Undergrad Electives

1ST SEMESTER SY 2021-2022

 

ENLIT 31: LITERATURES OF THE WESTERN WORLD I: EUROPE

Section A – WED, 5:00-8:00pm (For Lit Majors only)
                    Ms. Ma. Gabriela Martin
Section B – TTH, 11:00-12:30pm (For Non-Lit Majors)
                    Mr. Ramon Vicente Sunico
Section C – MWF, 1:00-2:00pm (For Non-Lit Majors)
                    Mr. Ramon Vicente Sunico
A survey of the literature of the Western World produced between the 10th century BC and the late 17th century, including representative poetry, drama, prose fiction, and nonfiction from the Ancient World, the Middle Ages, and the Renaissance.

ENLIT 71: LITERATURES OF THE PHILIPPINES I: REGION AND NATION
Section A – MWF, 9:00-10:00am (15 slots for Lit Majors)
                   Ms. Annette Soriano
Section B – TTH, 8:00-9:30pm
                   Mr. Roy Tristan Agustin
Section C – MWF, 11:00-12:00nn
                   Mr. Glenn Diaz
A survey course that covers literature from the pre-Hispanic period to the present. It focuses on the literature and culture from different regions and their intersection with the nation and the globe. The course deploys historiography, comparative discourses, and cultural studies lens.

ENLIT 91: WORLD LITERATURES I: GENEALOGIES AND TRANSLATIONS ACROSS EUROPE AND NORTH AMERICA
Section A – MWF, 10:00-11:00am (15 slots for Lit Majors)
                   Dr. Vincenz Serrano
Section B – MWF, 4:00-5:00pm
                   Mr. Mark Anthony Cayanan
This course introduces students to theories, methods, issues, disciplinary engagements, and genealogies in World Literature. This course focuses on: (1) the historical undergirding and (2) the interdisciplinary inflections of World Literature. With respect to historicity, this course looks into the emergence of—and numerous contestations regarding—the field of World Literature, concentrating on, but not exclusive to, figures such as Johann Wolfgang Goethe, Rabindranath Tagore, Erich Auerbach, Edward Said, and Pascale Casanova. With respect to interdisciplinarity, the course looks at World Literature’s complementary and contentious relationships with other disciplines, including, but not limited to, nation studies, translation studies, and postcolonial studies. Literary texts such as novels, short fiction, poetry, and drama will illuminate the abovementioned topics.
 

ENLIT 111.40: ASIAN LITERATURE III: MODERN SOUTH KOREAN LITERATURE IN TRANSLATION
Section A – TTH, 9:30-11:00am (5 slots for Lit Majors)
                   Dr. Alona Guevarra
Section B – TTH, 3:30-5:00pm (5 slots for Lit Majors)
                   Mr. Raymon Ritumban
This course explores fiction produced in South Korea after 1945 up to the early 2000s when the country economically developed. Through close reading and contextualizing of short stories, novellas and novels by authors like Chae Man-Sik, Cho Se-Hui, Yi Mun-yǒl and Kim Young-Ha, the course shows complex changes in South Korea from its establishment as a democratic republic to its global influence today as a cultural center in Asia and a key player in global economy. Focus is on topics like the development of nationalism and identity as well as the country’s changes within the context of transnationalism and globalization.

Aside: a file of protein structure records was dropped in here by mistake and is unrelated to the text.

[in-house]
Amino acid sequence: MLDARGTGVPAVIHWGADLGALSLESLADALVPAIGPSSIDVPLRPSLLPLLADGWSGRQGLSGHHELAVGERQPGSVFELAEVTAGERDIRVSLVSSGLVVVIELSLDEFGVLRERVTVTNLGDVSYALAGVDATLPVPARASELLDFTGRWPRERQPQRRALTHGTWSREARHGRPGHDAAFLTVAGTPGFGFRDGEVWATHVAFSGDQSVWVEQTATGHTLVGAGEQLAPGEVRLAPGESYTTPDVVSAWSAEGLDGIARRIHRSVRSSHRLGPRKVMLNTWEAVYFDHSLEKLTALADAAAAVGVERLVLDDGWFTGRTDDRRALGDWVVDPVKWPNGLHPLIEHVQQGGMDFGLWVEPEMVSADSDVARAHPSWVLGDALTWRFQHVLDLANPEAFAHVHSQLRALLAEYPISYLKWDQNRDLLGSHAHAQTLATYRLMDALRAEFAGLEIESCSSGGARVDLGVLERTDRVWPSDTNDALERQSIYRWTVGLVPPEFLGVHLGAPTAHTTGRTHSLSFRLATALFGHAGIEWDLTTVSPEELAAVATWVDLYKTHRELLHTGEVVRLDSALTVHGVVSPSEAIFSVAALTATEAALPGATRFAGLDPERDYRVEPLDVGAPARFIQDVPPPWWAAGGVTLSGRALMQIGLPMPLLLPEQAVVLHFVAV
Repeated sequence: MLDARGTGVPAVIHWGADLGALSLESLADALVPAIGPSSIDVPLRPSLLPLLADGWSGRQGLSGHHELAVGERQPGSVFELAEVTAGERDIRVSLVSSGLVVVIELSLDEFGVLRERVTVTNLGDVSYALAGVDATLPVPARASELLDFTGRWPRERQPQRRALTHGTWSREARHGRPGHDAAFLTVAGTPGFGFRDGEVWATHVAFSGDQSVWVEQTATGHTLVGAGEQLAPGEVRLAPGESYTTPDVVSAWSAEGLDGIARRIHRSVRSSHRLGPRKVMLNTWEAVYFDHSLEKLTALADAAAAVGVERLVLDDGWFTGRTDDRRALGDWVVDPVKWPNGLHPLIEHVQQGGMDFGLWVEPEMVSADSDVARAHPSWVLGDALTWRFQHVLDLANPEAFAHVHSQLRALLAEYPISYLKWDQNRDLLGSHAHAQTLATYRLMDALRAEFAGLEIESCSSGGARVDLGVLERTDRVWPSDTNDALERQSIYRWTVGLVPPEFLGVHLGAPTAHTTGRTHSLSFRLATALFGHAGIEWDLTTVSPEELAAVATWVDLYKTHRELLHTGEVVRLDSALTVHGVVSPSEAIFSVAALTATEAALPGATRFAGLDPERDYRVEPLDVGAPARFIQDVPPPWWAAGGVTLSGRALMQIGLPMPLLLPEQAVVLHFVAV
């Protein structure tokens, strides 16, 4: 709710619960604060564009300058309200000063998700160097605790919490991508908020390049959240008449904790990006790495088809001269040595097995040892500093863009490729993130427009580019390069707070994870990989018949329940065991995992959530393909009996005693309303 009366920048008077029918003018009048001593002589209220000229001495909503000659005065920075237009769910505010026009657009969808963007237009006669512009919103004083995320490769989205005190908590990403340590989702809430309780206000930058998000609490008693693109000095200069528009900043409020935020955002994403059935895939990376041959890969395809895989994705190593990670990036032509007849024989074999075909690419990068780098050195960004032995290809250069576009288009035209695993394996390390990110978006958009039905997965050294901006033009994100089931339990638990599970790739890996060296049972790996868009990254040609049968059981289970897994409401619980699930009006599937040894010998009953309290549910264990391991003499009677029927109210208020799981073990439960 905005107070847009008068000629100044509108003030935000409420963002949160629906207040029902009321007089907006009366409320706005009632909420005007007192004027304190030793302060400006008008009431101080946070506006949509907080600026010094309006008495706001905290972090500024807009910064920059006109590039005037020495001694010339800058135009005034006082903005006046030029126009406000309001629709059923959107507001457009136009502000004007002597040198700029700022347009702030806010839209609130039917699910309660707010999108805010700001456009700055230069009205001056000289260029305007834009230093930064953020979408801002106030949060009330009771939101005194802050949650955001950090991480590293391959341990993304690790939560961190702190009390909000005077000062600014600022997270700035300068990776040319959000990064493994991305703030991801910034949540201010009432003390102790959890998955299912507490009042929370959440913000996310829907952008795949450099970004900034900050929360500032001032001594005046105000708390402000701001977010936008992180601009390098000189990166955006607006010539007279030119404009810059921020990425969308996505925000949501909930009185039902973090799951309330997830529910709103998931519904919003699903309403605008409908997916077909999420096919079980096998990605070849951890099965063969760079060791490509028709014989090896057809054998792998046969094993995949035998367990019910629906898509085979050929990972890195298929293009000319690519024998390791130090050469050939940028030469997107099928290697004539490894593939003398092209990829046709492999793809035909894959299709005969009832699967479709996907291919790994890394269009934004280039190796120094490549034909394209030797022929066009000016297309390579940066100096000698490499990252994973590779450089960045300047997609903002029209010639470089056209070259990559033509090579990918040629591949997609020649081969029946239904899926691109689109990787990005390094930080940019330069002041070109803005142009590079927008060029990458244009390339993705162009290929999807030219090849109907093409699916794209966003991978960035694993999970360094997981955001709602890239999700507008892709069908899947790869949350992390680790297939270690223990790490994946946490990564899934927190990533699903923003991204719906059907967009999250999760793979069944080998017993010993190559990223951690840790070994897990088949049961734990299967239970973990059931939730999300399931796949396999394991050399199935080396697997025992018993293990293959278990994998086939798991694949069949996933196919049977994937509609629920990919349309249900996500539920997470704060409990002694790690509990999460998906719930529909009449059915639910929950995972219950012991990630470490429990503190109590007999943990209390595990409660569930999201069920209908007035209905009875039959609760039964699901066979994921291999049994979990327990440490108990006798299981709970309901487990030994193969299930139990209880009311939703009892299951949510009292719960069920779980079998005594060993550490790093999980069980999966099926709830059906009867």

ENLIT 129: THE DEVELOPMENT OF FICTION
SAT, 8:00-11:00am (3 slots for Lit Majors under Track A and Non-Lit Majors)
Mr. Danilo Francisco Reyes
A reading course on representative fictionists and their selected novels and short stories. It presents a historic-literary survey of major issues in fiction studies and the fundamental debates, arguments, problems, and achievements in this genre.
 

ENLIT 129.93: LITERATURE AND IDEAS I: THE CONTEMPORARY COMING-OF-AGE NOVEL
TTH, 2:00-3:30pm (8 slots for Lit Majors; 15 slots for Non-Lit Majors)
Ms. Ines Erica Bautista-Yao
The coming-of-age novel documents the unique experience of traveling from childhood to personal maturity, typically with a difficult journey away from home. The framework by Johann Wolfgang von Goethe defines the “bildungsroman” as a novel of formation. Using a survey of bildungsroman texts from the late 20th and early 21st century, the course examines the various literary devices used to evoke a character`s departure from the familiar to adulthood. It draws upon the rich tradition of American coming-of-age novels in connection with Philippine bildungsroman stories. Topics include rebellion, identity formation, family, friendship, nationalism, romance, gender dynamics, and more.
 

ENLIT 131.30: LITERATURE AND IDEAS III:  THE PHILIPPINE TELESERYE
MWF, 4:00-5:00pm (8 slots for Lit Majors; 15 slots for Non-Lit Majors)
Dr. Louie Jon Sanchez
This course explores the contemporary soap opera called the “teleserye” in Philippine television in contemporary times. Using cultural studies and media studies frameworks, the exploration is historical, poetic, and aesthetic in nature, and explicates the development of the genre as it was practiced, defined (and re-defined) in the last 30 years, beginning with the return of democratized Philippine television after the 1986 Edsa Revolution, until the most recent "Korean turn." This course is designed for literature majors and minors who wish to engage in Filipino popular cultural texts and communication majors aiming to deepen their understanding of the genre.
 

ENLIT 153: LITERATURE AND ECONOMICS
TTH, 11:00-12:30pm (15 slots for Lit Majors under Track B; 15 slots for Non-Lit Majors)
Mr. Harald Tomintz
This course will examine the critical exchange between literature and economics.  Students will read literary works and theories which focus on issues of authorship and commerce; the homologies between money and language, Mauss’s gift theory as expounded on by Lewis Hyde in contradistinction to market economy and Georges Batailles who expanded the mode of exchange to a theory of erotic commerce; consumerism and commodity culture.